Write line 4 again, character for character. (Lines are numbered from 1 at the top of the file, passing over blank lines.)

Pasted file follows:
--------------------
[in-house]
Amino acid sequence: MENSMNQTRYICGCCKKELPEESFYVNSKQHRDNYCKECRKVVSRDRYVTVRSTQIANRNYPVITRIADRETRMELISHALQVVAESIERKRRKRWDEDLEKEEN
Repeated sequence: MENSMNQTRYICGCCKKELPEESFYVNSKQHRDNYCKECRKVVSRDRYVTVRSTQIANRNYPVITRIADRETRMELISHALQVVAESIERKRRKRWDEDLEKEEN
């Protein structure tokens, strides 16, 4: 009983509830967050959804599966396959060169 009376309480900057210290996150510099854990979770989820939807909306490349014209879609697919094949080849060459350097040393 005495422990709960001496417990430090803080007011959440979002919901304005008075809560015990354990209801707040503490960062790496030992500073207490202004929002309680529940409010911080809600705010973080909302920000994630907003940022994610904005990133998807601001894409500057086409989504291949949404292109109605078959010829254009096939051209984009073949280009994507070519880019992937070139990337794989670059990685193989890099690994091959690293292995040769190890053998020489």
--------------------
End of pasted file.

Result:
């Protein structure tokens, strides 16, 4: 009983509830967050959804599966396959060169 009376309480900057210290996150510099854990979770989820939807909306490349014209879609697919094949080849060459350097040393 005495422990709960001496417990430090803080007011959440979002919901304005008075809560015990354990209801707040503490960062790496030992500073207490202004929002309680529940409010911080809600705010973080909302920000994630907003940022994610904005990133998807601001894409500057086409989504291949949404292109109605078959010829254009096939051209984009073949280009994507070519880019992937070139990337794989670059990685193989890099690994091959690293292995040769190890053998020489």